“There’s a large overlap, and as country streaming continues to grow, PDs and MDs need to follow their audience’s various media behaviors,” noted Stone Door Media Lab founder Jeff Green, who moderated the “Talk Data to Me” panel, in the chat room. “It’s a fallacy that consumers who stream aren’t listening to your station.”
The summit itself is a model of adaptation. After last year’s CRS, held in-person at the Omni Nashville Hotel just weeks before COVID-19 reached its inflection point, the agenda committee recognized that digital consumption had risen to a degree that it should receive a special focus. Universal Music Group Nashville vp marketing, digital accounts Annie Ortmeier oversaw the topic’s development, and it was expanded from a three-hour morning window into a full day after the pandemic response increased its urgency.
The summit was intended to help programmers better understand the competition but also better navigate the facts and figures they’re bombarded with by labels and artist managers.
“Most radio people don’t have the ability to have access to data through an Amazon for Artists or Spotify for Artists,” Ortmeier told Billboard. “But there’s a good chance that there are radio promo folks sending data to radio teams referencing some of these data points. So we really wanted to pull that curtain back and say, ‘Hey, it’s not some scary made-up thing.'”
It was, however, a lot of terminology. Streaming firms have all established their own in-house programs and metrics, and while most attendees had probably heard all of the lingo in various settings, the flood of jargon — thumb rates, tag growth, fundraising picks, green room content, merch end screens, thumbnails, Superchat and the Daily Voice Index — probably overwhelmed more than a few viewers. Particularly if they had other open screens in their work space or fielded interruptions from children and partners.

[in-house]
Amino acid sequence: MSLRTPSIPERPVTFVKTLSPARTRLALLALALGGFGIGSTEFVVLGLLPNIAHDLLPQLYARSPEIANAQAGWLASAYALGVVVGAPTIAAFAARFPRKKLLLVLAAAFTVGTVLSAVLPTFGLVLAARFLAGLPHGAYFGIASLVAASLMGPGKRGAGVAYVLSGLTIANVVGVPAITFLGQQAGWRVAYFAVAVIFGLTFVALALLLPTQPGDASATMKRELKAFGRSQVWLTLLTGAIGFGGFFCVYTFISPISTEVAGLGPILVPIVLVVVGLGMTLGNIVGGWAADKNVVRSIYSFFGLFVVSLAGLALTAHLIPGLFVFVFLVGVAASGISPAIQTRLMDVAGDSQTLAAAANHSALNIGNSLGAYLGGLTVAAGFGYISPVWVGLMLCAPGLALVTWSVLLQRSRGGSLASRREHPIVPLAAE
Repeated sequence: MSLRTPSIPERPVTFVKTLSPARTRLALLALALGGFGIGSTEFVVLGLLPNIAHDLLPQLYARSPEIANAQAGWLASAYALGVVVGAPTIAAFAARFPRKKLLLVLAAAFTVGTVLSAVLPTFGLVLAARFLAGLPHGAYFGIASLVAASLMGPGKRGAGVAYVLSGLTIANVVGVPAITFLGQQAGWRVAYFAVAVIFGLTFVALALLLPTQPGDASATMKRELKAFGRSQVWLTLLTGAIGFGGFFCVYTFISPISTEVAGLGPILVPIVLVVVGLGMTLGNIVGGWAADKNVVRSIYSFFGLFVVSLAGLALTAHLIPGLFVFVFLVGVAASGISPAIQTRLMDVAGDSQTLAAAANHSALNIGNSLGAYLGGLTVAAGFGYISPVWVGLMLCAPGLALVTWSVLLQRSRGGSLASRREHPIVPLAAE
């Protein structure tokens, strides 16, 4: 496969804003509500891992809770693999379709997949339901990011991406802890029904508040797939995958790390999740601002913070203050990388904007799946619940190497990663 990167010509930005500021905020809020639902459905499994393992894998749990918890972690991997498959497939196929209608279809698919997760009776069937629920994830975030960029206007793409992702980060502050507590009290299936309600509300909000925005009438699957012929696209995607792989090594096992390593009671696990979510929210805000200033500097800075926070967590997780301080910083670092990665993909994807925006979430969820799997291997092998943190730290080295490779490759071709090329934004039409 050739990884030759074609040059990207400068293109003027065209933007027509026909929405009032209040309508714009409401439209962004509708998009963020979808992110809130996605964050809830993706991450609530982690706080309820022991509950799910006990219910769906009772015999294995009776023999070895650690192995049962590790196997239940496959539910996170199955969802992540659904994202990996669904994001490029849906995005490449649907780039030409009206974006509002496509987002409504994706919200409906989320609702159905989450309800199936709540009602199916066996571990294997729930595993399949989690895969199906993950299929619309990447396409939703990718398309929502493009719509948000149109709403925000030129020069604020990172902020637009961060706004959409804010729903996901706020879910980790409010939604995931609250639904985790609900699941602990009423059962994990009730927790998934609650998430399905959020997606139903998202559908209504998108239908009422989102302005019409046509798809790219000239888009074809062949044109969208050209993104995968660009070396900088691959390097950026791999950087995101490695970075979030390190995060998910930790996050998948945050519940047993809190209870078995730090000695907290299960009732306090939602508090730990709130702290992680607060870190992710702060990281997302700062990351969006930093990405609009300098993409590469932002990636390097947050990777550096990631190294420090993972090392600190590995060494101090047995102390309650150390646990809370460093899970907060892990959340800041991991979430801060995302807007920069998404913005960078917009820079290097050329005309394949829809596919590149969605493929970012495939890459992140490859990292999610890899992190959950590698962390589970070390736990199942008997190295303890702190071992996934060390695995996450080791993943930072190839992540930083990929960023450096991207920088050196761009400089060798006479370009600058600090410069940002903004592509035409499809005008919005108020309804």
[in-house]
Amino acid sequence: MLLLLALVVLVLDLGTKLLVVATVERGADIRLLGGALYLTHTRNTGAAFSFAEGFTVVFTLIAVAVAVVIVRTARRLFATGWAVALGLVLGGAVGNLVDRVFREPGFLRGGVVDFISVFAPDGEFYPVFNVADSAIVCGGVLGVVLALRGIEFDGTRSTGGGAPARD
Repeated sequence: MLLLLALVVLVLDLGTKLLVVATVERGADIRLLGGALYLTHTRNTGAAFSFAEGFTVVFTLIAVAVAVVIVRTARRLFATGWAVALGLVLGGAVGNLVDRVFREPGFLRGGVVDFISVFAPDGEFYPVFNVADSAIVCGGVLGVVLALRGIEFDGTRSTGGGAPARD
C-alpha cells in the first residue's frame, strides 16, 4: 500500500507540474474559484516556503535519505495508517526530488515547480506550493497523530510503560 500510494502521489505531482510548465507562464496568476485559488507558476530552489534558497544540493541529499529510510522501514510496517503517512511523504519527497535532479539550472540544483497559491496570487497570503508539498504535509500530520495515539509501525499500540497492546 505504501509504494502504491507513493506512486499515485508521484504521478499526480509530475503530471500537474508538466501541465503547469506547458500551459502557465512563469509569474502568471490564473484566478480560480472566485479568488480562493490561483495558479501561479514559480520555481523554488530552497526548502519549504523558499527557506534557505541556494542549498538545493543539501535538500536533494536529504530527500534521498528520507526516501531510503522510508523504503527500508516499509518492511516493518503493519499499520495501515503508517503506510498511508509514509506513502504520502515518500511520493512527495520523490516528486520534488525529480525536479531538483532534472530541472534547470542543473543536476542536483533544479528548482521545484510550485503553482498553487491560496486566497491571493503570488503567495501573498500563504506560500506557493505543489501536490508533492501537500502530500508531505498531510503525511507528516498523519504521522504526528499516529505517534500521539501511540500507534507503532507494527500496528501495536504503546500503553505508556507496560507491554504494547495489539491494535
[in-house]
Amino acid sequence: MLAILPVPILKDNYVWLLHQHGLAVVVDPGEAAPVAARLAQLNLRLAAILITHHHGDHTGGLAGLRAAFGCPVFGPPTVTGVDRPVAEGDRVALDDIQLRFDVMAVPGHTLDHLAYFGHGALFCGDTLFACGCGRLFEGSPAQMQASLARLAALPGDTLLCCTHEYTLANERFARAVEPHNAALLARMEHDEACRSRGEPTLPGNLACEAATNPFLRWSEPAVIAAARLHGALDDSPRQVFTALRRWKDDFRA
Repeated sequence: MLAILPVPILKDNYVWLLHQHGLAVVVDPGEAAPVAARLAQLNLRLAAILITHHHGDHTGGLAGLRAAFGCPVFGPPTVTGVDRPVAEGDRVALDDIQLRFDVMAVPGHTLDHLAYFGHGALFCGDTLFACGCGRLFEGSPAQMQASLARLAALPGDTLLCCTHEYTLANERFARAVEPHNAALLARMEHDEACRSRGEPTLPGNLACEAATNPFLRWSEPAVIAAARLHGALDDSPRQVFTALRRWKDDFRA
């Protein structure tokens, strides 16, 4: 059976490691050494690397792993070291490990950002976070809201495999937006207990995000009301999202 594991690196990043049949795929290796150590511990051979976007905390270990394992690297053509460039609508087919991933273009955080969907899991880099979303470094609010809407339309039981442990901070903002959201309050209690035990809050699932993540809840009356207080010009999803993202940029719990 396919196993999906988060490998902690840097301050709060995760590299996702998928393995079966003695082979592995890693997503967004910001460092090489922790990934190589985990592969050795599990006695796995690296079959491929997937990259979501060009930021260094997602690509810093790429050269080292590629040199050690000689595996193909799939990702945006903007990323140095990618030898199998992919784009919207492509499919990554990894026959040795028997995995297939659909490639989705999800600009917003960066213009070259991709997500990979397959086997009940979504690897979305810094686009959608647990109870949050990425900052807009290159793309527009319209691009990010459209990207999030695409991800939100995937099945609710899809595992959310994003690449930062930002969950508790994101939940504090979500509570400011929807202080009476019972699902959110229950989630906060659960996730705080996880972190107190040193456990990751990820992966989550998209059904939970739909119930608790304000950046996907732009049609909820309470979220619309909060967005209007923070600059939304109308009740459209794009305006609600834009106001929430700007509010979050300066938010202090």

While there was no bumping into a former colleague in the hotel hallway or nabbing a cocktail with a label-supplied drink ticket, some of the usual CRS add-ons were in evidence online. Mickey Guyton sang the national anthem, Rascal Flatts received a lifetime achievement award,
Country Music Association CEO Sarah Trahern accepted the president’s award, and an end-of-day Country Heat showcase featured Tim McGraw, Priscilla Block and Track45, among others.
CRS offered plenty of information on its opening day and will surely throw even more at programmers before it concludes Feb. 19. But that also represents a reality that’s likely to be even more extreme as programmers discover their new normal in the not-too-distant future as their attentions are spread ever wider.
“I think we’re stewards of our community,” said MRC Data director of radio Haley Jones during the “Talk Data to Me” panel. “We should be a mirror a little bit of what’s happening in pop culture. [It’s] important to get a hold of every radio data point you can.”